The camp outside of the city of Velika Kladusa in Bosnia and Herzegovina is growing every day. Its inhabitants: men, women, and children taking the new Balkan route as refugees in search of safety and security in Europe. Here their lodgings consist of improvised tents at best, but more often than not, the only “roof” over their heads is a thin plastic tarp supported by sticks. When it rains, the camp gets particularly bad: wet tents and mud everywhere. “This is not a refugee camp,” Kasim from Pakistan said. “It was good in Serbia. We had food and received clothing and good tents there. Here, we have nothing.”
Die Flüchtlingszahlen auf der neuen Balkanroute steigen, Ungarn bietet schon Gratisgrenzzäune an. Ein Schleuser aus Montenegro und zwei pakistanische Flüchtlinge erzählen.
Croatian police officers have shot two refugee children while trying to stop a van that was smuggling 29 people from Bosnia to Croatia. The incident happened on Croatian soil, near Donji Lapac in Zadar county. While the smuggler ran away, two children and several wounded adults were transferred to Zadar hospital, where one child with facial gunshot wounds had urgent surgery and had to be transferred to Zagreb hospital for the additional reconstructive surgery of the jaw and face. According to medical sources, there were 15 children in the van — the youngest being seven years old. In total, seven people ended up in the hospital. Both children, aged 12, had facial wounds from the gunfire and remain under intensive care.
Die Zahl der Flüchtlinge, die es von der Türkei über die Westbalkanstaaten bis zur Grenze der EU schaffen, hat rasant zugenommen. Das berichtet die Wochenzeitung „Die Zeit“ in ihrer aktuellen Ausgabe. Der „Brennpunkt der illegalen Migration“ ist nach Auskunft des Bundesinnenministeriums (BMI) Bosnien-Herzegowina.
It was not until the Council of Europe’s Human Rights Commissioner sent an official letter to the government that did it finally decide to act. One of its initiatives was to transfer 270 people from Sarajevo to Salakovac asylum centre, near the city of Mostar. But as with many things in Bosnia, not all went according to plan. The Croat-dominated police force of the Hercegovina-Neretva Canton, where the Salakovac centre is located, decided to defy the decision of the national government. On May 18, they intercepted the buses carrying the refugees on their way to the centre, blocking their passage and causing a five-hour standoff.
Groups of migrants and refugees have set up an improvised tent camp in a park near City Hall in Sarajevo as the Bosnian authorities try to find a solution to deal with the increasing number of people using the country as a transit route to Western Europe this year. Migrants in the camp declined to be interviewed for this article, just saying that they want to continue their journey towards the EU. It is estimated that there are several hundred migrants at the camp but the Sarajevo authorities do not have any data on how many. Local Sarajevans bring them food and other supplies.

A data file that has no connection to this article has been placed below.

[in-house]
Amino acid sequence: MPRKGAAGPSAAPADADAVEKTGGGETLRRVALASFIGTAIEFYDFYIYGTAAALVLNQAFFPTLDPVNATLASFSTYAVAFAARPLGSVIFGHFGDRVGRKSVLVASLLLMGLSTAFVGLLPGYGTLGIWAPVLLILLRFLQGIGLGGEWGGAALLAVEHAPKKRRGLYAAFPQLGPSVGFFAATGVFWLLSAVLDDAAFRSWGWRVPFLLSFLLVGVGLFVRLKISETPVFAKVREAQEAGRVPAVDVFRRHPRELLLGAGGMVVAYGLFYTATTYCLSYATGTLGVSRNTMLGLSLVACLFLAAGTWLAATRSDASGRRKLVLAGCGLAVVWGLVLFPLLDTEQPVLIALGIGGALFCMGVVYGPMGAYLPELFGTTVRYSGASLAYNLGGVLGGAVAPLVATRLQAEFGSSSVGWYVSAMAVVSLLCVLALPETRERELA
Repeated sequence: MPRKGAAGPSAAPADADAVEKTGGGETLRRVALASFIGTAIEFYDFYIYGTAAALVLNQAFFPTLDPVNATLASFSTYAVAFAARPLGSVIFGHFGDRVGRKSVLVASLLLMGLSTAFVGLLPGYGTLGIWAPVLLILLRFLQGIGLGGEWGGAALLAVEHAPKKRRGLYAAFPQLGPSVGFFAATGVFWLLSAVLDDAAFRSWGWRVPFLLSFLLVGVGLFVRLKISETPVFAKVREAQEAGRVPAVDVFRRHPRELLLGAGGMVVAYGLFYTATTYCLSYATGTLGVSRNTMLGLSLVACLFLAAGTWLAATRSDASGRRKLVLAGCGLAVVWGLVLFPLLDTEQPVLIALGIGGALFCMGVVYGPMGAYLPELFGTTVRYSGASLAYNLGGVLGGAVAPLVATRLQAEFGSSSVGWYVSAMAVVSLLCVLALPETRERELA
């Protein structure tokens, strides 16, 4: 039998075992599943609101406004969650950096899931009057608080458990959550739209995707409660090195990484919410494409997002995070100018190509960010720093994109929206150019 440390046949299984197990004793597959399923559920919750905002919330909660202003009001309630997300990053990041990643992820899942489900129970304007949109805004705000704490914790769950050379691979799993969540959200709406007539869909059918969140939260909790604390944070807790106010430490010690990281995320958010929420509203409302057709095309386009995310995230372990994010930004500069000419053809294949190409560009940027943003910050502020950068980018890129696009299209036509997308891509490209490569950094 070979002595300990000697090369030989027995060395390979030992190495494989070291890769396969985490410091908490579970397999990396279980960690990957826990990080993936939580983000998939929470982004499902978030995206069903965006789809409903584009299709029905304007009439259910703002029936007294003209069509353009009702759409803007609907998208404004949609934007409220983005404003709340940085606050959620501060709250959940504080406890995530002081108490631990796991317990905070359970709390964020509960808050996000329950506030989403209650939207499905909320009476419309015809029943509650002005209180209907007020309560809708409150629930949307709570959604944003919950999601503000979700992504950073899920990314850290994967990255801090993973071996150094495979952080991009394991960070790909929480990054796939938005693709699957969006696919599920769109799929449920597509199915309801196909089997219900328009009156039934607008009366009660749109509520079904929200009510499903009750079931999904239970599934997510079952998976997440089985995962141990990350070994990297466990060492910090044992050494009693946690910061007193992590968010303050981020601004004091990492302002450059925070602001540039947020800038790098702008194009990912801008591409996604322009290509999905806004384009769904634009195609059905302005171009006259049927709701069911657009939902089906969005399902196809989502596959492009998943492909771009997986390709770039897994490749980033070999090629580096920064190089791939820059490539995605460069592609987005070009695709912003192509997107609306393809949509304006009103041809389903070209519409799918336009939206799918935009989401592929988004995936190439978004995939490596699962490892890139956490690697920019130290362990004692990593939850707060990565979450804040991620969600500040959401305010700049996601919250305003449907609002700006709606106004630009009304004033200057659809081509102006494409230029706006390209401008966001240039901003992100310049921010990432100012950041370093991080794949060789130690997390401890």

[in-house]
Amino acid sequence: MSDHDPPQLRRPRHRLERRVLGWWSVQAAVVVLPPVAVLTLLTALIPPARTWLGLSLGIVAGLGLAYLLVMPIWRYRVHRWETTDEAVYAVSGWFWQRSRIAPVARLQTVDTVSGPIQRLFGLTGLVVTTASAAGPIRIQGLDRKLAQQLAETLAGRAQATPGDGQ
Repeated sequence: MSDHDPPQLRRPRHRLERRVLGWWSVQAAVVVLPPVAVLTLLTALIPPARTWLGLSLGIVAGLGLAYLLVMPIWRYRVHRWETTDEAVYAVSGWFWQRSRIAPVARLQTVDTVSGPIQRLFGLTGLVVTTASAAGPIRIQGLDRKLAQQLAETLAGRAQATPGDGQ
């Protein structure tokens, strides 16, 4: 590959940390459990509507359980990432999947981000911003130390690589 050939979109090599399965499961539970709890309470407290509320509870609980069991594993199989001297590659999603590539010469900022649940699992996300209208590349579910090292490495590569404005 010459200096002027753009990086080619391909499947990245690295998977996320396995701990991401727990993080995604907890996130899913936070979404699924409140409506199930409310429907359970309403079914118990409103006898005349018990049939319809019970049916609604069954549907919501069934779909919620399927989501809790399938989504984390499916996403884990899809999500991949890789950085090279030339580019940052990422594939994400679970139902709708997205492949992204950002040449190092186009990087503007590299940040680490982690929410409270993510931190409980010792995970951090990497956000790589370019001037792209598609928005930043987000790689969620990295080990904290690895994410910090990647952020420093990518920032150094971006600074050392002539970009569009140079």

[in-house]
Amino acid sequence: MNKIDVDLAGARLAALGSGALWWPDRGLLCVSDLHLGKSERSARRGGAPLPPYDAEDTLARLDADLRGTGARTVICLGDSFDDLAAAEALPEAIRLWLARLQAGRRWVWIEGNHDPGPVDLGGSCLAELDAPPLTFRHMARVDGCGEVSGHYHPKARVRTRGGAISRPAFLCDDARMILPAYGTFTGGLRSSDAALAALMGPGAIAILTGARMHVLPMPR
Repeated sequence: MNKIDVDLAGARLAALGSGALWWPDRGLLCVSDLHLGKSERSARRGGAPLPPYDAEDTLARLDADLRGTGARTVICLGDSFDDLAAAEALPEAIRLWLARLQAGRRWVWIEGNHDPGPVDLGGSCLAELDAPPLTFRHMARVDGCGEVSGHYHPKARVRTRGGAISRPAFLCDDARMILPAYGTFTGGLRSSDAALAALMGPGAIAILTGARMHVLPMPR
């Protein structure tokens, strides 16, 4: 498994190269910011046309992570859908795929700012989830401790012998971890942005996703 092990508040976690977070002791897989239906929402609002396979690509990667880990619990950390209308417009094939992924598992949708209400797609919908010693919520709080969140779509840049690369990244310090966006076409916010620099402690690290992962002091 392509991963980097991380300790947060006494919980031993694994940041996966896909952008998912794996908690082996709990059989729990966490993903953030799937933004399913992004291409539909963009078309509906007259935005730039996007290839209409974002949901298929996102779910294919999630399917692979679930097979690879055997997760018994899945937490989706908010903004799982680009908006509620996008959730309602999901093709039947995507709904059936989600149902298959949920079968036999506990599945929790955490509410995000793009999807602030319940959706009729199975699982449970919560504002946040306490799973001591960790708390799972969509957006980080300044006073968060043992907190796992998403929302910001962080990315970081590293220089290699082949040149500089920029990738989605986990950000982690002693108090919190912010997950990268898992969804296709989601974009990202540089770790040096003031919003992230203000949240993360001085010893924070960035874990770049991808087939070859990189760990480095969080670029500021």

Eigentlich wollte in Europa niemand mehr verstörende Bilder von Flüchtlingen sehen: auf dem Rasen sitzende junge Familien mit ihren Kleinkindern, Gruppen von scheu um sich blickenden Männern, verzweifelte Frauen, die um Essen und eine Unterkunft für ihre Kinder bitten. Daneben kranke Menschen, in Decken gewickelt, nur unzulänglich versorgt. Doch solche Szenen spielen sich jetzt in einem kleinen Park gegenüber der Vijećnica, dem alten Rathaus und der ehemaligen Staatsbibliothek der bosnischen Hauptstadt Sarajevo, ab.
When you think of refugees in connection with Bosnia and Herzegovina, you may think of people displaced by fighting in the former Yugoslavia in the 1990s. But today the country is facing a different kind of refugee crisis as it strains to safeguard the rights of a growing number of people from other regions who are seeking protection. According to the UNHCR, 1,138 asylum seekers and migrants arrived to Bosnia between January 1 and March 3, more than the total for 2017. Most of them are from Syria, followed by Pakistan, Libya, and Afghanistan. Some are fleeing conflict and human rights abuses, while others are seeking a better life.
Conditions for asylum seekers are deteriorating against the backdrop of increasing numbers of arrivals in Slovenia. According to the Slovenian Police, increasing transit through Bosnia and Herzegovina to Croatia and then to Slovenia is one of the factors accounting for the rise in arrivals so far in 2018. In the first four months of the year, the Slovenian Police apprehended 1,226 persons for irregular border-crossing, a substantial (280%) increase from 322 apprehensions during the same period in 2017. A rise in asylum applications has also been reported, with 798 registered in the four months of 2018, compared to 1,476 in the entire year 2017. The increase in asylum applications has largely affected reception conditions in the Asylum Home, the facility in Ljubljana where newly arrived people are placed and undergo registration. More persons are being de facto detained in the pre-reception area of the Asylum Home and face substandard conditions due to the overcrowded facilities.